Clearly, if modern humans were going to exercise, it would have to be in their spare time. But would they? After his initial studies of occupations and heart attacks, Morris embarked on a large-scale study of British civil servants, to find out whether they did.
This was in the days before computers. Morris remembers: “I think of a room in this school, with the floor consisting of piles of documents. Men of this age, men of that age, men doing this kind of exercise or that. Going through all of these documents to extract the cyclists, then going through all the cyclists to extract those who cycle to work. Three very respectable ladies would spend days and days, and another lady would check they were not cutting corners. Changing a hypothesis now, in the computer age, is a matter of a twiddle on the knobs. Changing a hypothesis when we were doing important work was a major enterprise.”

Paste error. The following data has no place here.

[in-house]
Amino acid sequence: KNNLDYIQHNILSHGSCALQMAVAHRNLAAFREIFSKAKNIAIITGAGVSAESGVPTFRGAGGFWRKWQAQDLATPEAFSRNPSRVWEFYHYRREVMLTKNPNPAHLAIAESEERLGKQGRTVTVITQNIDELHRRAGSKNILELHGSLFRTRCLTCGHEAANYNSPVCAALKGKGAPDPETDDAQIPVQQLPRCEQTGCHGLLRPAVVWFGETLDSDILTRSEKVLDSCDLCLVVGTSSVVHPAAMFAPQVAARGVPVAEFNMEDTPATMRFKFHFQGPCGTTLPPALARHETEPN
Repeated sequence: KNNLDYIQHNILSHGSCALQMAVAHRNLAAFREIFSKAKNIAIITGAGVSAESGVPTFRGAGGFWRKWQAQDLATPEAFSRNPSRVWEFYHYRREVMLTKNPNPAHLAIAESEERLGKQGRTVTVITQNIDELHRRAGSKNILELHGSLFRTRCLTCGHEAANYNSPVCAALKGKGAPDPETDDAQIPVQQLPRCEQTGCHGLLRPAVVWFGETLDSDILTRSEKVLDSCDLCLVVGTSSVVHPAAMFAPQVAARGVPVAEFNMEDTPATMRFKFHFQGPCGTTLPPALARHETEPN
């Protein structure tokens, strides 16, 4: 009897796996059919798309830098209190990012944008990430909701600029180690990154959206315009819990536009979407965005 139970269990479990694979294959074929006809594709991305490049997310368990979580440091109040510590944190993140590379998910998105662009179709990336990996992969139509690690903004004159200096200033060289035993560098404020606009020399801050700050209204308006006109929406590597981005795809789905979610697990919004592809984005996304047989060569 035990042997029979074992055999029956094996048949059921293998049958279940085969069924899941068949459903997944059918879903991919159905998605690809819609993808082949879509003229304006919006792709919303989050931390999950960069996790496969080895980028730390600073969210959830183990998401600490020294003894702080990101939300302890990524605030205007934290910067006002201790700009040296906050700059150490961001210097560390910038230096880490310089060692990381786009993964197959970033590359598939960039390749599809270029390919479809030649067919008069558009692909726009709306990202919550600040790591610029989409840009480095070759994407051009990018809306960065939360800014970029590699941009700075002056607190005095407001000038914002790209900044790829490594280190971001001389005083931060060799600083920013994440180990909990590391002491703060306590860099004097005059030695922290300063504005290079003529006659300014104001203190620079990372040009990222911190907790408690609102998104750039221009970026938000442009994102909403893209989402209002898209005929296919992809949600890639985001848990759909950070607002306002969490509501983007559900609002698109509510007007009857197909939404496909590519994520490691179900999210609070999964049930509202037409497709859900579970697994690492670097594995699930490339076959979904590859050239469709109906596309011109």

Friday, September 11, 2009
"A cheese-and-tomato sandwich, a slice of cake and an orange juice"
Simon Kuper has a rather wonderful piece at the FT on epidemiologist Jerry Morris and the "invention" of exercise: